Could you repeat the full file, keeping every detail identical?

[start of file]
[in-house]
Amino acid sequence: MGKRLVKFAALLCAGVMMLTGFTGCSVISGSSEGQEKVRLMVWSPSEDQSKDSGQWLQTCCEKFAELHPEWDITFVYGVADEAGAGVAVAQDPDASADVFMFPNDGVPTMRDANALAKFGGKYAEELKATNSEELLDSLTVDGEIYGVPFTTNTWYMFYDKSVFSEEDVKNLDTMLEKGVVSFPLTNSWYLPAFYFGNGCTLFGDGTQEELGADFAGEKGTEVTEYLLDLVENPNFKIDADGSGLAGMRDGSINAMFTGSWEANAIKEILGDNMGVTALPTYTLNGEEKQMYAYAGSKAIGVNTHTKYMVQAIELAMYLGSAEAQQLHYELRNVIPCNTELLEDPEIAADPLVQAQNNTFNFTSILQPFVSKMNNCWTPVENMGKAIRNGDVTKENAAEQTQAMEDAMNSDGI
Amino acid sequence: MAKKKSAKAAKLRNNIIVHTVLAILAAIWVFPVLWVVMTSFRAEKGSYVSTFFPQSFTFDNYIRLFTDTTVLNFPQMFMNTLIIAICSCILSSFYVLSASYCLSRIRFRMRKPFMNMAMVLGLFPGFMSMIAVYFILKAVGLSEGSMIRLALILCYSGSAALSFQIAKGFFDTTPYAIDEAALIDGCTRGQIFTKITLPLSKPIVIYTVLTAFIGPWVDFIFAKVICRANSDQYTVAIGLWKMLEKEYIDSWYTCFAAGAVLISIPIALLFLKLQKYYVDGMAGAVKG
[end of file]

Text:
[in-house]
Amino acid sequence: MGKRLVKFAALLCAGVMMLTGFTGCSVISGSSEGQEKVRLMVWSPSEDQSKDSGQWLQTCCEKFAELHPEWDITFVYGVADEAGAGVAVAQDPDASADVFMFPNDGVPTMRDANALAKFGGKYAEELKATNSEELLDSLTVDGEIYGVPFTTNTWYMFYDKSVFSEEDVKNLDTMLEKGVVSFPLTNSWYLPAFYFGNGCTLFGDGTQEELGADFAGEKGTEVTEYLLDLVENPNFKIDADGSGLAGMRDGSINAMFTGSWEANAIKEILGDNMGVTALPTYTLNGEEKQMYAYAGSKAIGVNTHTKYMVQAIELAMYLGSAEAQQLHYELRNVIPCNTELLEDPEIAADPLVQAQNNTFNFTSILQPFVSKMNNCWTPVENMGKAIRNGDVTKENAAEQTQAMEDAMNSDGI
Amino acid sequence: MAKKKSAKAAKLRNNIIVHTVLAILAAIWVFPVLWVVMTSFRAEKGSYVSTFFPQSFTFDNYIRLFTDTTVLNFPQMFMNTLIIAICSCILSSFYVLSASYCLSRIRFRMRKPFMNMAMVLGLFPGFMSMIAVYFILKAVGLSEGSMIRLALILCYSGSAALSFQIAKGFFDTTPYAIDEAALIDGCTRGQIFTKITLPLSKPIVIYTVLTAFIGPWVDFIFAKVICRANSDQYTVAIGLWKMLEKEYIDSWYTCFAAGAVLISIPIALLFLKLQKYYVDGMAGAVKG